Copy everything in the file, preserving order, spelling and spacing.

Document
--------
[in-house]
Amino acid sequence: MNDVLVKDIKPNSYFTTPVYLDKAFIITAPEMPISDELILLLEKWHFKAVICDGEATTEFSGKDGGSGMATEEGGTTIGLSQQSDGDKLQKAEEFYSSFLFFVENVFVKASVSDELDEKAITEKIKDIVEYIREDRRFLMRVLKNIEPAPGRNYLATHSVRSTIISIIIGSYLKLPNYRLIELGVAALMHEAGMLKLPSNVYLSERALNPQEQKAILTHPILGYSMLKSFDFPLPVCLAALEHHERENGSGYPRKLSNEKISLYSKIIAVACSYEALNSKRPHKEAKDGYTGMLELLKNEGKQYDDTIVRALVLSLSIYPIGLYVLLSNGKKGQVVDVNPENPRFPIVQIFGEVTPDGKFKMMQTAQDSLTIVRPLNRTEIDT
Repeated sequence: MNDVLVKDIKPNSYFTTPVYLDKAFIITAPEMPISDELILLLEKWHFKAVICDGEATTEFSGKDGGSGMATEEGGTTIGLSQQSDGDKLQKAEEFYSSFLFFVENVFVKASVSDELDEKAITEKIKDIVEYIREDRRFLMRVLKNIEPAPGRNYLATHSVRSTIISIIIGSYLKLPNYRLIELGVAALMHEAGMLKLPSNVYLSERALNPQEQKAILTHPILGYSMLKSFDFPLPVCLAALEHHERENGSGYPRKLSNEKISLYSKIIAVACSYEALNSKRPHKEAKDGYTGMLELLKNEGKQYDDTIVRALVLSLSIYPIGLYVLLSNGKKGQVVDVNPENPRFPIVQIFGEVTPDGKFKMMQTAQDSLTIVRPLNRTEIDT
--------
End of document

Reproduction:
[in-house]
Amino acid sequence: MNDVLVKDIKPNSYFTTPVYLDKAFIITAPEMPISDELILLLEKWHFKAVICDGEATTEFSGKDGGSGMATEEGGTTIGLSQQSDGDKLQKAEEFYSSFLFFVENVFVKASVSDELDEKAITEKIKDIVEYIREDRRFLMRVLKNIEPAPGRNYLATHSVRSTIISIIIGSYLKLPNYRLIELGVAALMHEAGMLKLPSNVYLSERALNPQEQKAILTHPILGYSMLKSFDFPLPVCLAALEHHERENGSGYPRKLSNEKISLYSKIIAVACSYEALNSKRPHKEAKDGYTGMLELLKNEGKQYDDTIVRALVLSLSIYPIGLYVLLSNGKKGQVVDVNPENPRFPIVQIFGEVTPDGKFKMMQTAQDSLTIVRPLNRTEIDT
Repeated sequence: MNDVLVKDIKPNSYFTTPVYLDKAFIITAPEMPISDELILLLEKWHFKAVICDGEATTEFSGKDGGSGMATEEGGTTIGLSQQSDGDKLQKAEEFYSSFLFFVENVFVKASVSDELDEKAITEKIKDIVEYIREDRRFLMRVLKNIEPAPGRNYLATHSVRSTIISIIIGSYLKLPNYRLIELGVAALMHEAGMLKLPSNVYLSERALNPQEQKAILTHPILGYSMLKSFDFPLPVCLAALEHHERENGSGYPRKLSNEKISLYSKIIAVACSYEALNSKRPHKEAKDGYTGMLELLKNEGKQYDDTIVRALVLSLSIYPIGLYVLLSNGKKGQVVDVNPENPRFPIVQIFGEVTPDGKFKMMQTAQDSLTIVRPLNRTEIDT